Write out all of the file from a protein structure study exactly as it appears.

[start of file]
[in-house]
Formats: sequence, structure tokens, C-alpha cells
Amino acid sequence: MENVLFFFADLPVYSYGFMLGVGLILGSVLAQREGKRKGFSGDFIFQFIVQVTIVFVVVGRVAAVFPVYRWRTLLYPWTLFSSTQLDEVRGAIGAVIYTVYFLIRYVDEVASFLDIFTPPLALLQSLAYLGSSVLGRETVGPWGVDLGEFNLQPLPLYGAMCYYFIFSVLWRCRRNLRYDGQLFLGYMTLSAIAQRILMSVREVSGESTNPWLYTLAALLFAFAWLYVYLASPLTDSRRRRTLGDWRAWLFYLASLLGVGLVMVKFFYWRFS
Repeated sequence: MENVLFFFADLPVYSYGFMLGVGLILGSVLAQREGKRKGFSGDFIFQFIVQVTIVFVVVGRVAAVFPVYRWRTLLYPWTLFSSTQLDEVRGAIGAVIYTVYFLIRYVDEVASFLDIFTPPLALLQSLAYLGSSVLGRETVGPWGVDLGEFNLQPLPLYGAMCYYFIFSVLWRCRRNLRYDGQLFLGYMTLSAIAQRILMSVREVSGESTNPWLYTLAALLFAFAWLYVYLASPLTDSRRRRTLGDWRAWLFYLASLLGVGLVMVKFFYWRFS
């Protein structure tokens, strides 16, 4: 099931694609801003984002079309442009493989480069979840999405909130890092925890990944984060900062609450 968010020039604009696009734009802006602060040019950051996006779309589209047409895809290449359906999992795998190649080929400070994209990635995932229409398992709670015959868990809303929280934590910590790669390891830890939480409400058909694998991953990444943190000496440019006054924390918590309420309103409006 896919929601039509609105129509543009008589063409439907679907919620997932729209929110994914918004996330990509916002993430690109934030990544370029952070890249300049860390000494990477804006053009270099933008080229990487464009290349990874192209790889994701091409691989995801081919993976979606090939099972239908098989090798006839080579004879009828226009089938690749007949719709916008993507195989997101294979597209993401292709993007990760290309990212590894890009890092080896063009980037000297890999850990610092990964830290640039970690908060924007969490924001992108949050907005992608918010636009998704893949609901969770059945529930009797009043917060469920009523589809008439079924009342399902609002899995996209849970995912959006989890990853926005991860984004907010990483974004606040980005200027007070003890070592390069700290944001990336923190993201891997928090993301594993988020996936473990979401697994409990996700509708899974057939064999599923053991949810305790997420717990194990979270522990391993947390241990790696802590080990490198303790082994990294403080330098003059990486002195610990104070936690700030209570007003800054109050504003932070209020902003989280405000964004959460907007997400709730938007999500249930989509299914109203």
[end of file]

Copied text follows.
[in-house]
Formats: sequence, structure tokens, C-alpha cells
Amino acid sequence: MENVLFFFADLPVYSYGFMLGVGLILGSVLAQREGKRKGFSGDFIFQFIVQVTIVFVVVGRVAAVFPVYRWRTLLYPWTLFSSTQLDEVRGAIGAVIYTVYFLIRYVDEVASFLDIFTPPLALLQSLAYLGSSVLGRETVGPWGVDLGEFNLQPLPLYGAMCYYFIFSVLWRCRRNLRYDGQLFLGYMTLSAIAQRILMSVREVSGESTNPWLYTLAALLFAFAWLYVYLASPLTDSRRRRTLGDWRAWLFYLASLLGVGLVMVKFFYWRFS
Repeated sequence: MENVLFFFADLPVYSYGFMLGVGLILGSVLAQREGKRKGFSGDFIFQFIVQVTIVFVVVGRVAAVFPVYRWRTLLYPWTLFSSTQLDEVRGAIGAVIYTVYFLIRYVDEVASFLDIFTPPLALLQSLAYLGSSVLGRETVGPWGVDLGEFNLQPLPLYGAMCYYFIFSVLWRCRRNLRYDGQLFLGYMTLSAIAQRILMSVREVSGESTNPWLYTLAALLFAFAWLYVYLASPLTDSRRRRTLGDWRAWLFYLASLLGVGLVMVKFFYWRFS
């Protein structure tokens, strides 16, 4: 099931694609801003984002079309442009493989480069979840999405909130890092925890990944984060900062609450 968010020039604009696009734009802006602060040019950051996006779309589209047409895809290449359906999992795998190649080929400070994209990635995932229409398992709670015959868990809303929280934590910590790669390891830890939480409400058909694998991953990444943190000496440019006054924390918590309420309103409006 896919929601039509609105129509543009008589063409439907679907919620997932729209929110994914918004996330990509916002993430690109934030990544370029952070890249300049860390000494990477804006053009270099933008080229990487464009290349990874192209790889994701091409691989995801081919993976979606090939099972239908098989090798006839080579004879009828226009089938690749007949719709916008993507195989997101294979597209993401292709993007990760290309990212590894890009890092080896063009980037000297890999850990610092990964830290640039970690908060924007969490924001992108949050907005992608918010636009998704893949609901969770059945529930009797009043917060469920009523589809008439079924009342399902609002899995996209849970995912959006989890990853926005991860984004907010990483974004606040980005200027007070003890070592390069700290944001990336923190993201891997928090993301594993988020996936473990979401697994409990996700509708899974057939064999599923053991949810305790997420717990194990979270522990391993947390241990790696802590080990490198303790082994990294403080330098003059990486002195610990104070936690700030209570007003800054109050504003932070209020902003989280405000964004959460907007997400709730938007999500249930989509299914109203």